1 Chronicles 29, Micah 6

Read 1 Chronicles 29 and Micah 6 today.

This devotional is about Micah 6.

I was named (unjustly) in a lawsuit once in my life and the suit was withdrawn a few days later after the two main parties worked out a deal. Those few days when I thought I was getting sued were stressful, especially since the plaintiff suing us was a lawyer.

If you’ve ever been sued or even been on a jury or served as a witness, you know how stressful lawsuits can be. But imagine being sued by the Lord! That’s what’s happening here in Micah 6. This is a covenant lawsuit brought by God against his people. Verse 1 commanded Micah to initiate the lawsuit with the mountains serving as the jury. The earth was created before humanity was, so the mountains were personified in this chapter as witnesses to all that the Lord had done for his people (v. 2).

In verse 3 God asks the people of Israel why they have broken faith with him. The question in the second line, “How have I burdened you?” is an interesting one. It assumes that God’s people looked on his laws as burdensome and felt that serving him was difficult. God responds in verse 4a-b by reminding them that he relieved them of a true burden–the burden of slavery in Egypt. He also reviewed how he sent them leadership in Moses, Aaron, and Miriam (v. 4c-d). Then he told them again how protected them from the oracles of Balaam (v. 5a-c) and in their journey to the promised land (v. 5).

Israel responded in verses 6-7 like a defendant would in a lawsuit. The implied question of these verses is, “Okay, Lord; how much do you want to settle this out of court?” The offer kept escalating. Verse 7 says, “How about thousands of rams? No? Ok, how about 10,000 rivers of oil (v. 7b)? Not good enough? OK, then how about a human sacrifice (v. 7c-d)?”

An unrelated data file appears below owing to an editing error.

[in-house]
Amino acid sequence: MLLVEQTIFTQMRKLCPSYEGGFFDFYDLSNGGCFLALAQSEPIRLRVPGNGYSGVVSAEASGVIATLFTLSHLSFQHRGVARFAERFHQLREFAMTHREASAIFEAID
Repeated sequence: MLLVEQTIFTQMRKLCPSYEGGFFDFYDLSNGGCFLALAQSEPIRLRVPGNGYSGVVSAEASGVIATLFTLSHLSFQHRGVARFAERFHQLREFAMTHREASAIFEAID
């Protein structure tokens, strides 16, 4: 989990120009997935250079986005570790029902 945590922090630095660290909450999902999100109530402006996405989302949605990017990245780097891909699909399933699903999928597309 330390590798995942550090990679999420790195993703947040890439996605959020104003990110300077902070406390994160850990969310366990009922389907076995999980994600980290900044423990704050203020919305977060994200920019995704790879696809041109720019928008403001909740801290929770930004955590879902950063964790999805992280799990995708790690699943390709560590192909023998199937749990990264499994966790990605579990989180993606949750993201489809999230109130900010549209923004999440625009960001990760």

Verse 8 responds that the Lord wants a few basic things from his people; namely
• justice
• mercy and
• to walk with God.

Justice is about doing what is right and fair to others regardless of whether they are rich or poor, family or enemy. Mercy is about showing kindness to people who deserve justice but are repentant. It also means showing kindness to people in need even though you don’t have any legal or family obligation to them. Walking with God means loving him, worshipping him daily, and following in his ways.

The concepts outlined in Micah 6:8 are easy; living them out daily is hard. It is hard because of our sin nature; we like to favor people we like or people who can help us. We like to punish people who have mistreated us even if they are repentant. We also like to, sometimes, ignore people in need. Finally, walking with God is tough because we are, naturally speaking, enemies of God because of our sin nature.